24 Feb The Dreaded Teenage Years
Our dog’s teenage years one of the most trying times many of us face. It seems we have just mastered the puppy stage of their sharp little teeth, housebreaking, and chewing on everything, and suddenly this teenage stage is upon us.
A dog’s teenage years can start as early as six months and last until your dog is two years old! Many owners have a hard time making it through this stage. More dogs are given to rescues and shelters during this time. Owners find themselves not knowing where to turn. That ever so cute puppy has now turned in to a monster. Owners do need to realize, they can make this stage less trying if they start training their dog early. As early as the day you bring your dog home. If you did not do this, do not fret, however I will tell you that you are going to need an extreme amount of patience in order to make it through this stage.
Mentally, teenage dogs may be showing what seems to be selective hearing. Owners find themselves repeating commands over and over for the dog to only occasionally listen. Some dogs even reverse back to puppy behavior. Chewing, having accidents in the house, and mouthing along with barking are just a few. Their bodies are getting bigger, but their minds are still in puppyhood. Many times this also happens if your dog was spade or neutered at a very early age. They tend to hold those puppy traits even longer.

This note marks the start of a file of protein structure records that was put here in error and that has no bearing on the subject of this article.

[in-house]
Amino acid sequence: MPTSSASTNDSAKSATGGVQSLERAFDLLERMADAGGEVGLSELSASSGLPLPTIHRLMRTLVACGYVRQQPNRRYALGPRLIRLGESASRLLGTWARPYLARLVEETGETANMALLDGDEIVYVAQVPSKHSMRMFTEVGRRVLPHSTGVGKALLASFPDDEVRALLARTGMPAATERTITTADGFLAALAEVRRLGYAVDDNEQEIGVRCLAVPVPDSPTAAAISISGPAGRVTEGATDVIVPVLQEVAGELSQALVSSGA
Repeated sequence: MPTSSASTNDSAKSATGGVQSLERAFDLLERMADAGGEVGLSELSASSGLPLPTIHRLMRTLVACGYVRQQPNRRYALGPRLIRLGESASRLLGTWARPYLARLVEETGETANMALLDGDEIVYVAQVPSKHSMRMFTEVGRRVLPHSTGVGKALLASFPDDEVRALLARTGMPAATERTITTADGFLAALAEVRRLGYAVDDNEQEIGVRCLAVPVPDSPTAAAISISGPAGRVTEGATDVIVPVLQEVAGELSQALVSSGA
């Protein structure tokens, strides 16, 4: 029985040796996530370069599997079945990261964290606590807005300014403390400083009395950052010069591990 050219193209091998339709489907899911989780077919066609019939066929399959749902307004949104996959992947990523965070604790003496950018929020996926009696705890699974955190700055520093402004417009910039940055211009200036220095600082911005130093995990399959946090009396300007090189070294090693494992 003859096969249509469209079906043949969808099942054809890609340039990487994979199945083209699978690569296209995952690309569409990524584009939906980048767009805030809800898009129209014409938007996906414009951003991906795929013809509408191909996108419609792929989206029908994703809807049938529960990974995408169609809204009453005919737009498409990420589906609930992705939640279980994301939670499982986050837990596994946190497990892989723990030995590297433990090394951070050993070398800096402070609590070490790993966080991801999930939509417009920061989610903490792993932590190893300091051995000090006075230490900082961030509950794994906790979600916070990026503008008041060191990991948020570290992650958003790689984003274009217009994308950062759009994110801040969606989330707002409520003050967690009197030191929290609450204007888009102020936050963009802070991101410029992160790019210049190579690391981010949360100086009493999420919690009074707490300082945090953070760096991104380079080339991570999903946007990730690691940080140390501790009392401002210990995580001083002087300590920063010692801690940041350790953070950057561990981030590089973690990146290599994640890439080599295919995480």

One of the best things you can do at this time is exercise your dog. Not only with daily walks, but mental exercise as well. Play games such as hide and seek, or find it. Work on your dog’s obedience. Don’t just go for the basic sit, ask your dog for a sit while you are in another room, or maybe sitting in a chair backwards. Do all that you can to keep you dog occupied and moving forward on the training scale. Work on something new with your dog. Maybe something as simply getting out of the car properly, or working on their manners while walking through a doorway. Give yourself and your dog a challenge. Take a tricks class, or go to YouTube and watch some simple videos and try to teach your dog what you have learned. Enjoy the weather take your dog swimming!
Please remember be patient. Your dog is not trying to dominate you or take over your household, even though I know you think he is. His hormones are in a state of frenzy, but remaining calm is the key. Be a Leader and Be Confident! Dogs need and want to feel secure. Being an effective leader isn’t about dominating your dog and making them be submissive to you. It is all about being a teacher and building their confidence. You can achieve that by encouraging and always rewarding good behavior. Remember reward the good, and ignore the bad. Train your dog what you want him to do, not what you don’t want him to do.
Let us help you make it through the teenage years! Call Kim Paciotti at 704-877-7821 or by email at email@example.com Visit our website at trainingcanines.com